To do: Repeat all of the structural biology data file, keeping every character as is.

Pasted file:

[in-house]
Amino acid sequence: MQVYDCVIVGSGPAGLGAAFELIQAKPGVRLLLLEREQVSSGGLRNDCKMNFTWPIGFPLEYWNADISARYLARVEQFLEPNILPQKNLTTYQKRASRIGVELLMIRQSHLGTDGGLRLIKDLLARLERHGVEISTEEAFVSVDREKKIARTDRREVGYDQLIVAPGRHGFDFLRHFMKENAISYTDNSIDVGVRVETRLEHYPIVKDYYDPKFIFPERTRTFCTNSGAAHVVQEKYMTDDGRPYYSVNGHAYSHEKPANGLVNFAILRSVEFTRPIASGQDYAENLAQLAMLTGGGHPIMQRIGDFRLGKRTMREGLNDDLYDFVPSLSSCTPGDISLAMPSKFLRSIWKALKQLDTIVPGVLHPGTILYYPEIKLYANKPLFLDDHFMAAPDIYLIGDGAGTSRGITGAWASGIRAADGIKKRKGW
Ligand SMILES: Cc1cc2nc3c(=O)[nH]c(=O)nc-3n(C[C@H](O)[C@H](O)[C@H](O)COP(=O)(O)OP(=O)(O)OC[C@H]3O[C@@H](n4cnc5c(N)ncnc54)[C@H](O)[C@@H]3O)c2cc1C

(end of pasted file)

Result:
[in-house]
Amino acid sequence: MQVYDCVIVGSGPAGLGAAFELIQAKPGVRLLLLEREQVSSGGLRNDCKMNFTWPIGFPLEYWNADISARYLARVEQFLEPNILPQKNLTTYQKRASRIGVELLMIRQSHLGTDGGLRLIKDLLARLERHGVEISTEEAFVSVDREKKIARTDRREVGYDQLIVAPGRHGFDFLRHFMKENAISYTDNSIDVGVRVETRLEHYPIVKDYYDPKFIFPERTRTFCTNSGAAHVVQEKYMTDDGRPYYSVNGHAYSHEKPANGLVNFAILRSVEFTRPIASGQDYAENLAQLAMLTGGGHPIMQRIGDFRLGKRTMREGLNDDLYDFVPSLSSCTPGDISLAMPSKFLRSIWKALKQLDTIVPGVLHPGTILYYPEIKLYANKPLFLDDHFMAAPDIYLIGDGAGTSRGITGAWASGIRAADGIKKRKGW
Ligand SMILES: Cc1cc2nc3c(=O)[nH]c(=O)nc-3n(C[C@H](O)[C@H](O)[C@H](O)COP(=O)(O)OP(=O)(O)OC[C@H]3O[C@@H](n4cnc5c(N)ncnc54)[C@H](O)[C@@H]3O)c2cc1C